Building a Versatile Variables Container in Excel

Microsoft 365 (and specifically Microsoft Excel) is my favourite tool when it comes to work, and also really fun to play with in my spare time as a ‘hobby’ that also helps me improve my skills.

I’ve used probably dozens of different methods of storing ‘sets’ of variables for the tools and mini programs I’ve created in Excel over the years, some very rudimentary, and others more involved but also difficult to maintain or fragile in various ways.

However, recently while playing around with Power Query and Excel formulas (yes, I do this when I let my mind wander), I came across an idea for a robust variables container stored in an Excel table that can be accessed in several different ways throughout a given tool. You can access or refer to these variables using good old Excel functions (with a LAMBDA, or a UDF if you’re old school), with a simple Power Query function call, or a few lines of VBA in your editor (see the UDF), depending on the needs of your project.

Getting Started

Let’s go through the basics of the project’s needs first:

First, create a basic table called Variables with a set of Name-Value pairs.

This table will contain all the variables we want to reuse across different places in the tool or want to be user-configurable later on.

1. The LAMBDA function

First, we can create the LAMBDA function (if you use Excel 365, which I highly recommend!), by putting the following function in the Name Manager (I used the name getVariable for these functions, and variableName for the name of the variable):

=LAMBDA(variableName, XLOOKUP(variableName, Variables[Name], Variables[Value], "No matching variable.", 0))

Using this function elsewhere in the workbook, we get, just like we want:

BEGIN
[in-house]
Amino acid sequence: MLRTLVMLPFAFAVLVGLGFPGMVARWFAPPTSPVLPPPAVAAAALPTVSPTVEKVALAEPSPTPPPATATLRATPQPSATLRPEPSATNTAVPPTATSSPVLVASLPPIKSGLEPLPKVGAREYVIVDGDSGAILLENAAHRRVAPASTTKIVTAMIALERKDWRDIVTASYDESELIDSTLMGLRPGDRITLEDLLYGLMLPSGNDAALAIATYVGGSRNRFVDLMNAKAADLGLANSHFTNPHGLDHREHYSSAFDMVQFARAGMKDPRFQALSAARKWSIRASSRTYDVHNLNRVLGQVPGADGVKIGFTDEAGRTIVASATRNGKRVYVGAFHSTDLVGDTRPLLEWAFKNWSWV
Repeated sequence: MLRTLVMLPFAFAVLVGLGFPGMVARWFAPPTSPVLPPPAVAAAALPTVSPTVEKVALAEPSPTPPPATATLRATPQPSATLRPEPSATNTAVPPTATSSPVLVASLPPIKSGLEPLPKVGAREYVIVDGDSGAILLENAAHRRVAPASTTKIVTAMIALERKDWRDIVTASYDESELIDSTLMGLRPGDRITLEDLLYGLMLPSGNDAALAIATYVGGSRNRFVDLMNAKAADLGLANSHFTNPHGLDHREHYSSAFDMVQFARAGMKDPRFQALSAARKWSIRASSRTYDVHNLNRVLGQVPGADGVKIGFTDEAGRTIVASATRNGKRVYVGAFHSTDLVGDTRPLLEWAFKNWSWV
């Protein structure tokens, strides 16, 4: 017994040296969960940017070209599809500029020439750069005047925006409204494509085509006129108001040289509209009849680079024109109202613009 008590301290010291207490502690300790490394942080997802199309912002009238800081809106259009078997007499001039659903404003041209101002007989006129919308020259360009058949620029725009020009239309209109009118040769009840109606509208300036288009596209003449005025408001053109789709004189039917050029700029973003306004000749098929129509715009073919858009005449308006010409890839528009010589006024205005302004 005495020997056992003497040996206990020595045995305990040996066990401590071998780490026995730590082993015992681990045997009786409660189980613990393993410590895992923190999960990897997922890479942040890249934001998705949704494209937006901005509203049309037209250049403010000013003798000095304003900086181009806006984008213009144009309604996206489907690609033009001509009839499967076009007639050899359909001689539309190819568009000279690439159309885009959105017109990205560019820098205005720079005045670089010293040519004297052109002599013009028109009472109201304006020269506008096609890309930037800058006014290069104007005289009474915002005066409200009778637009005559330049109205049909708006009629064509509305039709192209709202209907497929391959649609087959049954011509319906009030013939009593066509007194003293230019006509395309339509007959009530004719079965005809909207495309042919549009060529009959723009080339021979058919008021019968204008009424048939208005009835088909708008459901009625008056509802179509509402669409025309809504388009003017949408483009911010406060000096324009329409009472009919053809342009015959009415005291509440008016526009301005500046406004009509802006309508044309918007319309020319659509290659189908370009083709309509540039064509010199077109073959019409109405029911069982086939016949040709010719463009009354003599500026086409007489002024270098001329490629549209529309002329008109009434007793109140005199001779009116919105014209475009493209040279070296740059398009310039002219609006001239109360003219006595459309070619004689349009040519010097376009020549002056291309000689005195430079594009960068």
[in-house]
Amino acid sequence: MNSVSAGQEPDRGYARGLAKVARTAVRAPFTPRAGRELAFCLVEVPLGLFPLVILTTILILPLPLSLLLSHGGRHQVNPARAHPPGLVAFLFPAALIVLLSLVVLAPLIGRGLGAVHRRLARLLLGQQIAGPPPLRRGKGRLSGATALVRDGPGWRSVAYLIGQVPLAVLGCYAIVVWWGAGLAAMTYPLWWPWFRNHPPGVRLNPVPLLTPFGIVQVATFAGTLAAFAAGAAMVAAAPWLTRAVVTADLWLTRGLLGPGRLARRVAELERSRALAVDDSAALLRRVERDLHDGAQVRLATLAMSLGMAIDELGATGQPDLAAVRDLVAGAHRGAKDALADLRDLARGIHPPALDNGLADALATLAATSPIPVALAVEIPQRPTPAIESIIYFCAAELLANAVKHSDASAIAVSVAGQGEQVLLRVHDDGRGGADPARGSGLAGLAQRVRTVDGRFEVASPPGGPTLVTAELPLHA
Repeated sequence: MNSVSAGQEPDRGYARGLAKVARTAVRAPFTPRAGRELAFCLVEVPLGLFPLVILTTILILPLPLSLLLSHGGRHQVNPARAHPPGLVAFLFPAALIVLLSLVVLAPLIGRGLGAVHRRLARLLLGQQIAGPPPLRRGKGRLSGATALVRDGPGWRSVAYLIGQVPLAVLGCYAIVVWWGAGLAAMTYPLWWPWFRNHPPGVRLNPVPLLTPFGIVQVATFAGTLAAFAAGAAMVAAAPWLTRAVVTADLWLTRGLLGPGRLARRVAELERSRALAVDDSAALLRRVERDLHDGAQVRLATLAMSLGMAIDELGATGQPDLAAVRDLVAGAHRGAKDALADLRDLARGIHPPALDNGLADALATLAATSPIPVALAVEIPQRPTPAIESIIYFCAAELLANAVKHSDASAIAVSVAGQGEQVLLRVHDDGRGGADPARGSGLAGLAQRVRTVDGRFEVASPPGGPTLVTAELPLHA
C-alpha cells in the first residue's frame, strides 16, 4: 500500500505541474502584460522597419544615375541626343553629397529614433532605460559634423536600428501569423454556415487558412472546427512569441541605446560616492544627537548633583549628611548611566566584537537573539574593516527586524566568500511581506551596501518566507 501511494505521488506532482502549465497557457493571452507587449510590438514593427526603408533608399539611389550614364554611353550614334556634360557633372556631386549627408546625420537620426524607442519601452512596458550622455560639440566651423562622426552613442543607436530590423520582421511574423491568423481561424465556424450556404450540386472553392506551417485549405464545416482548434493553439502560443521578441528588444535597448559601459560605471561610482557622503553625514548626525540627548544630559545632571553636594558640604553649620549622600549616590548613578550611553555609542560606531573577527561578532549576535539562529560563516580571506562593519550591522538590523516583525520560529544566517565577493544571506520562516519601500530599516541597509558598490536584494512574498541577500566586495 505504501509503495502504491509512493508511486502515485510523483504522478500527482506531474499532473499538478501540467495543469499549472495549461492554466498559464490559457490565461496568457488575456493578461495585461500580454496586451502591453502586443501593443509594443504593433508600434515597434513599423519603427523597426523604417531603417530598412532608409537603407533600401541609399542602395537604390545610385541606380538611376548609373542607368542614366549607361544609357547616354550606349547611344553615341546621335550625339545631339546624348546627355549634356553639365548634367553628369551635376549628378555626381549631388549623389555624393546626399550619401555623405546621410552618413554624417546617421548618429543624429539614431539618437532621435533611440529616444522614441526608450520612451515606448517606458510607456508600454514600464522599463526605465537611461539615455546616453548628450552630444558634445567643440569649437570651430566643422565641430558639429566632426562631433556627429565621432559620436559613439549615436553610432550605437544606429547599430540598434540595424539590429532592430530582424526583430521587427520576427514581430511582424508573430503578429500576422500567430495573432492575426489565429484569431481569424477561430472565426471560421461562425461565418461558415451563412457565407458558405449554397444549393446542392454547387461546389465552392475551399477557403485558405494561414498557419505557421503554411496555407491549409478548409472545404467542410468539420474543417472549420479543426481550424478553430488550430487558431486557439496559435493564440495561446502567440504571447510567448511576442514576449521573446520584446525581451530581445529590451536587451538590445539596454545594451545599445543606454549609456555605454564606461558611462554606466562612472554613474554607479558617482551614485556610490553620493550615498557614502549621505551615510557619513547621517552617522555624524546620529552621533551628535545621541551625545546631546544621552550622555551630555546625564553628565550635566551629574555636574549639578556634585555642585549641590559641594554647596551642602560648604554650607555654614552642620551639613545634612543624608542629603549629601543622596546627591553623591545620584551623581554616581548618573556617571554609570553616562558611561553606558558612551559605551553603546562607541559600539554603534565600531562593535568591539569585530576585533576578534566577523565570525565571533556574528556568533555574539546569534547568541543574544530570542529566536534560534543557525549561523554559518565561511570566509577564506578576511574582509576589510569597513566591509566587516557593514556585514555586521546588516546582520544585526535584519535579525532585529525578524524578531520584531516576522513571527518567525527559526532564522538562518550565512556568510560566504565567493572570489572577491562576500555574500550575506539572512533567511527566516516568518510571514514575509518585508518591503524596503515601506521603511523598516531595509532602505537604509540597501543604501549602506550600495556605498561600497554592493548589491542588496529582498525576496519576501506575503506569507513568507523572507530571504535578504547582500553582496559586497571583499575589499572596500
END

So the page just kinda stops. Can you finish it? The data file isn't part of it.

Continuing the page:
2. The Power Query function

Next up, we will create a Power Query function to be able to refer to a variable from this table and get back the value for it.

Launching the Power Query Editor (from the Data tab), I will create a function called getVariable (again), and include the following:

(variableName) =>
    Source = Excel.CurrentWorkbook(){[Name="Variables"]}[Content],
    #"Transposed Table" = Table.Transpose(Source),
    #"Promoted Headers" = Table.PromoteHeaders(#"Transposed Table", [PromoteAllScalars=true]),
    Result = Record.Field(#"Promoted Headers"{0}, variableName)

Note that I’m still using variableName for the variable here, and this allows you to invoke the function and get the expected result back if we want to refer to this variable in another function:

3. The VBA function

Finally, we can create a quick function in VBA that allows you to use these same variables across your project, making it fast and easy to maintain your code however you have it set up.

Open the VBA editor, and in a new (or existing) module, I’ll write the getVariable (again!) function:

Function getVariable(variableName As String)

Dim VariablesTable As ListObject

Set VariablesTable = Main.ListObjects("Variables")

getVariable = WorksheetFunction.XLookup(variableName, VariablesTable.ListColumns(1).DataBodyRange,  VariablesTable.ListColumns(2).DataBodyRange, "No matching variable.", 0)

End Function

With this function, you can easily get any variable from your table anytime you need it, and you’ll be able to change the parameters in your code without digging in to the developer tools.

Well, that’s it. With this simple, basic Excel table and three short code snippets, you’re ready to tackle nearly any Excel project imaginable while keeping your data in check and making sure you don’t leave hard-coded values anywhere in your Excel tools.


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